Monthly Archive: January 2002

A Response to Ekaterina Dyogot’s Article: Does Russia Qualify for Postcolonial Discourse?

See also Ekaterina Dyogot’s original article, How to Qualify for Postcolonial Discourse

Two pertinent anecdotes:

1) Several years ago, during a seminar on postcolonial studies, a fellow doctoral student (a white, middle-class American female) asked, “Why are we talking about the First World vs. the Third World? Where do these ordinals come from?”

“Once upon a time, there was the Second World,” I replied.

2) Earlier that year, I had discovered that I was eligible to apply for the Margaret McNamara Fellowship, offered by the World Bank to women who wished to continue their studies in the USA and

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Russian Film in the US: Interview with Alexander Zhurbin

Alexander Zhurbin is the director of the New York Festival of Russian Film. Zhurbin is, in fact, a composer living in New York. About three years ago, he started organizing an annual festival of Russian films, initially for the Russian community in and around New York, which later grew in popularity and began to attract broader American audiences as well. The festival presents the best films of the last film season, and all screenings are introduced by directors or actors. The festival was held this year, in spite of the events of September 11. When I met Zhurbin in Moscow … Read more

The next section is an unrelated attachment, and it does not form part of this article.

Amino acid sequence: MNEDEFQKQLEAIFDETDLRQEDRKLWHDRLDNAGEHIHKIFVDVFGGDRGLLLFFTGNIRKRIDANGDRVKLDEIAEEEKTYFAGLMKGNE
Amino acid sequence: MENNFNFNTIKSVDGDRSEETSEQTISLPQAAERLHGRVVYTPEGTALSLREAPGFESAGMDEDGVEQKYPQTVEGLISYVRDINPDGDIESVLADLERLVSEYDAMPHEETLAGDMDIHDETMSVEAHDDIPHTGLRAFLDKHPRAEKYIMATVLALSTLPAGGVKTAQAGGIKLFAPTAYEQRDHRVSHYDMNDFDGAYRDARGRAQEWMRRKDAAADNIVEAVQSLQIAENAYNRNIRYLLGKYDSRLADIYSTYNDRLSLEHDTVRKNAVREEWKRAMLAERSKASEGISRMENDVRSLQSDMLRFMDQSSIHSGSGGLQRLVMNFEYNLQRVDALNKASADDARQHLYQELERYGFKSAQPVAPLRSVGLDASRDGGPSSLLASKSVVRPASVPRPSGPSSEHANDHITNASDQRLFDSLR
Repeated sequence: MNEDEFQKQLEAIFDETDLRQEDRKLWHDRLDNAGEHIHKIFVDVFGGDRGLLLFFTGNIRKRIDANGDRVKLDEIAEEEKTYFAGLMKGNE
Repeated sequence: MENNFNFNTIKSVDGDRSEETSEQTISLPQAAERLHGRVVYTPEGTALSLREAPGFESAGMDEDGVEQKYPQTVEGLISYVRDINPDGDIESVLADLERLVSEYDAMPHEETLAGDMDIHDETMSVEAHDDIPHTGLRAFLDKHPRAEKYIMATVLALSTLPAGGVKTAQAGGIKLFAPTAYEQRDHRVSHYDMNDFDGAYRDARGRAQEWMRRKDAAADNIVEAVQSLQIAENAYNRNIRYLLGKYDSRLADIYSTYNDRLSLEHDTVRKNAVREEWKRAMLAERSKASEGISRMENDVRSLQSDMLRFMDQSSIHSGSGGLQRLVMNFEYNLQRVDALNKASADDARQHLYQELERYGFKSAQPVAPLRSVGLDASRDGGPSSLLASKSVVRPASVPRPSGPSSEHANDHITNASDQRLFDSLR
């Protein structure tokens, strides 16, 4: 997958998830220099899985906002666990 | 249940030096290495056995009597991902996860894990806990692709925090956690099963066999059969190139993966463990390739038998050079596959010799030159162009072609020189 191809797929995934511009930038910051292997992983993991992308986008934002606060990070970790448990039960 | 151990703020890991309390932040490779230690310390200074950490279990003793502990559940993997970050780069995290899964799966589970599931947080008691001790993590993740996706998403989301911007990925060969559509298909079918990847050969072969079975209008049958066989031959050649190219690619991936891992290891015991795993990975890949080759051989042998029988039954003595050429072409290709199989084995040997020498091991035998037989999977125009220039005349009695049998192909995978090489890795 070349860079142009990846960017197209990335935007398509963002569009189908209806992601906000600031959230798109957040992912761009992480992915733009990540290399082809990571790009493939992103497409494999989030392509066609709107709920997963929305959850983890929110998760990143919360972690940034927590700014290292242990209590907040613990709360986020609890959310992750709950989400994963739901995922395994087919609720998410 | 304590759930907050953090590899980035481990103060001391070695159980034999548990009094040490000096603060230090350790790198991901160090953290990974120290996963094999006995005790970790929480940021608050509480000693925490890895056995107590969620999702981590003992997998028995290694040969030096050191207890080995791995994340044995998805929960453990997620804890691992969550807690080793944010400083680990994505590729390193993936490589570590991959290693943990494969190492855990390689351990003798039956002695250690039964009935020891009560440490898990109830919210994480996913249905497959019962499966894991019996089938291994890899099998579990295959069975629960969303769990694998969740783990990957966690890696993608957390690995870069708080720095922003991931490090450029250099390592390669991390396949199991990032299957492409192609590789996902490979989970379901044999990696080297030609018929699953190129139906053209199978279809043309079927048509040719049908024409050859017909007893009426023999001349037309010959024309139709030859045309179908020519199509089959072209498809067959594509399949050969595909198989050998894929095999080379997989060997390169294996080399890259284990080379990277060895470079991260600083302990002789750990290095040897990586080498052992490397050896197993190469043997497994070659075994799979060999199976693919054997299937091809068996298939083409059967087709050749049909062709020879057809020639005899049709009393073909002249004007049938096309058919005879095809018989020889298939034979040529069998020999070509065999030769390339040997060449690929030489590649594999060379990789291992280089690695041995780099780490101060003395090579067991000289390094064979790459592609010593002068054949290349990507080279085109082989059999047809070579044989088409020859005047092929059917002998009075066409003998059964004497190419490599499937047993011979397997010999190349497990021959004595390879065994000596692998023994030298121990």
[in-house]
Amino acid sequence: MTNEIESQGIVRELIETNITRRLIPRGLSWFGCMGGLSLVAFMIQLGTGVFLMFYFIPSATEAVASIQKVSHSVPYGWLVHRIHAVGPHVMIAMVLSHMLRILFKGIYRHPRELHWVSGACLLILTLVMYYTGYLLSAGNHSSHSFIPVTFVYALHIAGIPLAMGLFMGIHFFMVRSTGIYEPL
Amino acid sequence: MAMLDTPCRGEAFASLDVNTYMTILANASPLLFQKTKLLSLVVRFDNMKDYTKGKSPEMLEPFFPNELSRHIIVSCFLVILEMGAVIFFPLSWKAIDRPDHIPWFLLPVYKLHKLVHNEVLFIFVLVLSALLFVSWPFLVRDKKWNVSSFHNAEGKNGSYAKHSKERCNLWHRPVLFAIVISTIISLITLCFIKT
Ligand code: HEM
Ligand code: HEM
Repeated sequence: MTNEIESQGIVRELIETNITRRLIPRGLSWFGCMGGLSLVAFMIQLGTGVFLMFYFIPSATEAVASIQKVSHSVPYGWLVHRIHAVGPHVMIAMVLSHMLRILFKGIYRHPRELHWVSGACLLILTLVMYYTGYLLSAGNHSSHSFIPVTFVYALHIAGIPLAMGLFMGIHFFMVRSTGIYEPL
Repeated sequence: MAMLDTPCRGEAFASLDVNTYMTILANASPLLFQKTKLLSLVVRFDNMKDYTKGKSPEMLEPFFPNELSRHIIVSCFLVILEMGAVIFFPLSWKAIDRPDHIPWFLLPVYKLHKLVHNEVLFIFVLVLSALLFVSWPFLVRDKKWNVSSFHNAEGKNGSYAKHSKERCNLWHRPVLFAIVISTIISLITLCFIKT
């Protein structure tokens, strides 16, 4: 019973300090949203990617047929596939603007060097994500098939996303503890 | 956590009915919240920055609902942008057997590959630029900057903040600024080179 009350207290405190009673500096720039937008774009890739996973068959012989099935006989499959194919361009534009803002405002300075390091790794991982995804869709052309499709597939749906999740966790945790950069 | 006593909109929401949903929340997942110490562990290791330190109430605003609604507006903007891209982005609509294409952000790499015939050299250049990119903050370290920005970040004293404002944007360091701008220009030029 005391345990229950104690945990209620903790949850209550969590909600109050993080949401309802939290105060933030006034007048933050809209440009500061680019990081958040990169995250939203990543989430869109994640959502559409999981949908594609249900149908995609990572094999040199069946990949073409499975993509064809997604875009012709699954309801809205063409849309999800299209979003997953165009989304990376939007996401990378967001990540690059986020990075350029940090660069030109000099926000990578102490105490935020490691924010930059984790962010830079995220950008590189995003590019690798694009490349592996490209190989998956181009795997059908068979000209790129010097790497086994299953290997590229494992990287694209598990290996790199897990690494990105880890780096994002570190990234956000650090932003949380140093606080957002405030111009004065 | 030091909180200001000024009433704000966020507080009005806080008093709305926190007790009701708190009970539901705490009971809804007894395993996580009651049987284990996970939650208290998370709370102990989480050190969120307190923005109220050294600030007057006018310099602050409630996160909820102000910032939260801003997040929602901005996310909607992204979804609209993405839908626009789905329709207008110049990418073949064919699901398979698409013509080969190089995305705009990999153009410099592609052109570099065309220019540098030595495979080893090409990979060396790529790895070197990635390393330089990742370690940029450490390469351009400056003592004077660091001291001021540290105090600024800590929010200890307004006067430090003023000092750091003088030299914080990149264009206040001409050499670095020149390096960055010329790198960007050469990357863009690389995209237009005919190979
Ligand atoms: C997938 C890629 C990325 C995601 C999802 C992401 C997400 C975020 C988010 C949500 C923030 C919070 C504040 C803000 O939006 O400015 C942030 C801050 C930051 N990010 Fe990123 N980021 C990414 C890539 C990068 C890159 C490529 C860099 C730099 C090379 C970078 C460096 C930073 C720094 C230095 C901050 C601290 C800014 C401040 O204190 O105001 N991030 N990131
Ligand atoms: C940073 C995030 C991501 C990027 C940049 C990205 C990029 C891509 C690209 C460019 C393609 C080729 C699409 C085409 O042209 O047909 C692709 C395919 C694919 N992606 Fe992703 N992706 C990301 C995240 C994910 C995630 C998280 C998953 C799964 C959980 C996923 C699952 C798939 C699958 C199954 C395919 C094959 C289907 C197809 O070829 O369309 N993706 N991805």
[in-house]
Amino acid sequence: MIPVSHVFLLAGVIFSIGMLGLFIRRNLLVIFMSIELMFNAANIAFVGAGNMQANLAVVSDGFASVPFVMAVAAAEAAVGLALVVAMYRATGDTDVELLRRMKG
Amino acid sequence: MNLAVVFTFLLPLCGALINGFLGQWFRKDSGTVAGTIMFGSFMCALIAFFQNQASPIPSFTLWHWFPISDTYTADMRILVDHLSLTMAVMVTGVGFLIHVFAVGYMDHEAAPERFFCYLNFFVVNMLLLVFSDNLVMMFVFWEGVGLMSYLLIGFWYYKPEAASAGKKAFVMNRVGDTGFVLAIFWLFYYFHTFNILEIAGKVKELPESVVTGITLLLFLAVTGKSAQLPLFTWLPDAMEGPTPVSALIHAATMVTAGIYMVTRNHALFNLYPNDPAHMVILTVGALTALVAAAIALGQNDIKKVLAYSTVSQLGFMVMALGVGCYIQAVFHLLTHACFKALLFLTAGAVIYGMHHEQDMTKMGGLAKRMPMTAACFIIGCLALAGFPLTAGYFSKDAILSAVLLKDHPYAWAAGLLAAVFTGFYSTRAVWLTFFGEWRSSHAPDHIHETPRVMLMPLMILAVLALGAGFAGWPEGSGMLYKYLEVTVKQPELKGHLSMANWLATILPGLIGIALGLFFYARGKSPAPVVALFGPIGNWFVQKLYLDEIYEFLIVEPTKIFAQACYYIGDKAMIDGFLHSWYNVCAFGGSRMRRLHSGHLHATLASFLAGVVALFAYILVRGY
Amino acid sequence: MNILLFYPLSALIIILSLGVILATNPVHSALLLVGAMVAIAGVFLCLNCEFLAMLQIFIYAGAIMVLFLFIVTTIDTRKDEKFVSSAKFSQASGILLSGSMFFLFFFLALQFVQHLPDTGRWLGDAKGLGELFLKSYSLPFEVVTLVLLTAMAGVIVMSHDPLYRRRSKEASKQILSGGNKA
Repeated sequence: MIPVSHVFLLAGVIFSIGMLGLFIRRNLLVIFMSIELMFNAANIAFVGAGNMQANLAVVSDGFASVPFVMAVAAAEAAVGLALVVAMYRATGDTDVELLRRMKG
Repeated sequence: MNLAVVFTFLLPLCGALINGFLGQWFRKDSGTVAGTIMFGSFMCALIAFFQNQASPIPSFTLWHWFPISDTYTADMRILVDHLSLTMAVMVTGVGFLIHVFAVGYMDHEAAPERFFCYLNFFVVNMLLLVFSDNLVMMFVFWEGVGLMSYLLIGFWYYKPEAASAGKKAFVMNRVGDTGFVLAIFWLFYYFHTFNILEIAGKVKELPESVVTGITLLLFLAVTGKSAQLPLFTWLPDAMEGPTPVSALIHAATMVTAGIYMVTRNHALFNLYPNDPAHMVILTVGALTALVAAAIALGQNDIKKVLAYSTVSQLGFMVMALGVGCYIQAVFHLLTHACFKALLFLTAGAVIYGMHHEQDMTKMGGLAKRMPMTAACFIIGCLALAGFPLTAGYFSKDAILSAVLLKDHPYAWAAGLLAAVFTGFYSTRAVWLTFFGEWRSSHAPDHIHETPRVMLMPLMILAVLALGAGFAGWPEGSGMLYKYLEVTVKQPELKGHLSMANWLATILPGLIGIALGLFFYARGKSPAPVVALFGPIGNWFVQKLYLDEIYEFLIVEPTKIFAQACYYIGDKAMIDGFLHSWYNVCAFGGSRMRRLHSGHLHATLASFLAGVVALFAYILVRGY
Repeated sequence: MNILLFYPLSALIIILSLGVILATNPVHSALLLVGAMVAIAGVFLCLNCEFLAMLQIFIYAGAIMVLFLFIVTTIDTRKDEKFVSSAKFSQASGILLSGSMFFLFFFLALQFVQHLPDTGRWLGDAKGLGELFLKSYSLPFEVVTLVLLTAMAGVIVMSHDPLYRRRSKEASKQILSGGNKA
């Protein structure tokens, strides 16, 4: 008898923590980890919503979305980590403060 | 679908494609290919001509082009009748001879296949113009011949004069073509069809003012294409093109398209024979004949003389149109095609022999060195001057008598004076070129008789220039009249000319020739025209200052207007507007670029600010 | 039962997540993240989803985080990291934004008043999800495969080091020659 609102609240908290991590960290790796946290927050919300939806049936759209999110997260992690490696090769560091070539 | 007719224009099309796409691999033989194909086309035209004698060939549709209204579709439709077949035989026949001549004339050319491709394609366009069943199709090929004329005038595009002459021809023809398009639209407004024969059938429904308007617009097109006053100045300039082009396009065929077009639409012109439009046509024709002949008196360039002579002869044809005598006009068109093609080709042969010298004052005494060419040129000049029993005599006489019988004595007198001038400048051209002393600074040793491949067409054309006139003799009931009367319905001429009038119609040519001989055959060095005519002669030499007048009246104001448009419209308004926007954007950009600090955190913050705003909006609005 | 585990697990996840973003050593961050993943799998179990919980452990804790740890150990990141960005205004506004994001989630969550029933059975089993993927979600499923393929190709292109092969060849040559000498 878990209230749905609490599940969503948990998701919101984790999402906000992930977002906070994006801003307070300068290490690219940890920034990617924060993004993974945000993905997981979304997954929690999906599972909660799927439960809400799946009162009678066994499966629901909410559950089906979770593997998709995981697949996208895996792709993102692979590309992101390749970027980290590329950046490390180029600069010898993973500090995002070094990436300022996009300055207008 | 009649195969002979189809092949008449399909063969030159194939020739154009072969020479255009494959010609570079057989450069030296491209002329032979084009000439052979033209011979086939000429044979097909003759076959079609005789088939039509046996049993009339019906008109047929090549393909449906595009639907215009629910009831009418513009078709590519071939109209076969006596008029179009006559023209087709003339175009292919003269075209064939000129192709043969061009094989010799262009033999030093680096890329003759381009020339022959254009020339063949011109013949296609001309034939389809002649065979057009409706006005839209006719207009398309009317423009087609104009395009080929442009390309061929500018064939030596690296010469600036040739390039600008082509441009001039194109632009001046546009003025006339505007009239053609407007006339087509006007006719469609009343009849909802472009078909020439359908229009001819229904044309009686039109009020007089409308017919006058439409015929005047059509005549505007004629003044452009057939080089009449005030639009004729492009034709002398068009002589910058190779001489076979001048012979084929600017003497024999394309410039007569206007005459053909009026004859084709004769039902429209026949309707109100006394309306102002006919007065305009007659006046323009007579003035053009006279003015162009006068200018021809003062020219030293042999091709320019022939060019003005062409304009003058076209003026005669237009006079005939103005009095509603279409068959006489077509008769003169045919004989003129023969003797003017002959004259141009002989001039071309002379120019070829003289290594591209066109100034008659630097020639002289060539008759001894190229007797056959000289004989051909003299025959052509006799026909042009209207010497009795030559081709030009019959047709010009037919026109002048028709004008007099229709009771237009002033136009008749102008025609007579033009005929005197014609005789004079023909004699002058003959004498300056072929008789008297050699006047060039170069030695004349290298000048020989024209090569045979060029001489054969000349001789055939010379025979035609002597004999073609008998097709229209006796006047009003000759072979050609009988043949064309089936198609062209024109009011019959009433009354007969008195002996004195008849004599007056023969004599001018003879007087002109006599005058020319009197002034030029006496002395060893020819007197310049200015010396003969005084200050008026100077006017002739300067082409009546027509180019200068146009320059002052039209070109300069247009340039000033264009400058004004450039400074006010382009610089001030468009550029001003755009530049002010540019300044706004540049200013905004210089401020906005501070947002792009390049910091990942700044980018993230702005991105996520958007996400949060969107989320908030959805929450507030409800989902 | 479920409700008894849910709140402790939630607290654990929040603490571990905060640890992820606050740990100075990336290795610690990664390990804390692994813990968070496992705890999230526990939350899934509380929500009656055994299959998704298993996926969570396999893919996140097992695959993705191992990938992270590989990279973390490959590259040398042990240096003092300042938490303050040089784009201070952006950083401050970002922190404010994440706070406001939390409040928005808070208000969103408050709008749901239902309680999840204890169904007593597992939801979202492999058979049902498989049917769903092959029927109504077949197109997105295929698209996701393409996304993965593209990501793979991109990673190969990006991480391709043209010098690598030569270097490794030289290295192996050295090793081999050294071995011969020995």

Dispatch From Ljubljana

Fiction Reconstructed. The Last Futurist Exhibition, Armory Show, Salon de Fleurus. Belgrade Museum of Contemporary Art, January 2002.

In January 2002, at the Museum of Contemporary Art in Belgrade, visitors could see the exhibition entitled Fiction Reconstructed: The Last Futurist Exhibition, which was originally produced by two institutions in Slovenia- the Gallery Skuc in Ljubljana and the Gallery of Contemporary Art in Celje.


In the 1980s, several projects based on the reconstruction of works of art from the avant-garde took place in Ljubljana, Slovenia, where The Last Futurist Exhibition, by Kasimir Malevich (Belgrade), The International Exhibition of Read more

The Czech Cinema After the “Velvet Revolution” (1990-2000)

In the last decade, after the so-called “Velvet Revolution” of 1989 in which the totalitarian regime in the country collapsed and was replaced by a democracy, Czech cinema has undergone a number of developments.

First, let us look at the general state of film production during the ’90s. I should say that, when selecting the films to be discussed in this article, I grew intensely skeptical because of the blandness and mediocrity of most of the Czech film production in the past decade. Was there anything of universal interest, something that transcended the merely local, if not provincial dimension?


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And the Winner Is…

Mikhail Berg, Literaturokratiia: Problema prisvoeniia I pereraspredeleniia vlasti v literature (Literaturocracy: Problems of Appropriation and Redistribution of Power in Literature). Moscow: NLO, 2000. 352 pages.